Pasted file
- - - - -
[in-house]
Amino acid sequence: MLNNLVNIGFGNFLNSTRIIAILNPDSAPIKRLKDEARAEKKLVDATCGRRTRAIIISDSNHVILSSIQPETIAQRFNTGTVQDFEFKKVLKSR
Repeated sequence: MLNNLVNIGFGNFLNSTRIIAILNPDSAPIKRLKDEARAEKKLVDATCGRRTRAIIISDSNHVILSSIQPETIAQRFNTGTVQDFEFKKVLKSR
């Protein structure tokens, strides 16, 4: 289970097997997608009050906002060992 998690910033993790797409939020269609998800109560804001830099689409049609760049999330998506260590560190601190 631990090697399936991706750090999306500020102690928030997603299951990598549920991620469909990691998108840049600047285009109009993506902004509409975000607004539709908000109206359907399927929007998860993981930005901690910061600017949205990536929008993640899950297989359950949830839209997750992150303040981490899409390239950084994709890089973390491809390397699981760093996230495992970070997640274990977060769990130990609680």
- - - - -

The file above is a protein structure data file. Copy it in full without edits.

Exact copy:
[in-house]
Amino acid sequence: MLNNLVNIGFGNFLNSTRIIAILNPDSAPIKRLKDEARAEKKLVDATCGRRTRAIIISDSNHVILSSIQPETIAQRFNTGTVQDFEFKKVLKSR
Repeated sequence: MLNNLVNIGFGNFLNSTRIIAILNPDSAPIKRLKDEARAEKKLVDATCGRRTRAIIISDSNHVILSSIQPETIAQRFNTGTVQDFEFKKVLKSR
């Protein structure tokens, strides 16, 4: 289970097997997608009050906002060992 998690910033993790797409939020269609998800109560804001830099689409049609760049999330998506260590560190601190 631990090697399936991706750090999306500020102690928030997603299951990598549920991620469909990691998108840049600047285009109009993506902004509409975000607004539709908000109206359907399927929007998860993981930005901690910061600017949205990536929008993640899950297989359950949830839209997750992150303040981490899409390239950084994709890089973390491809390397699981760093996230495992970070997640274990977060769990130990609680």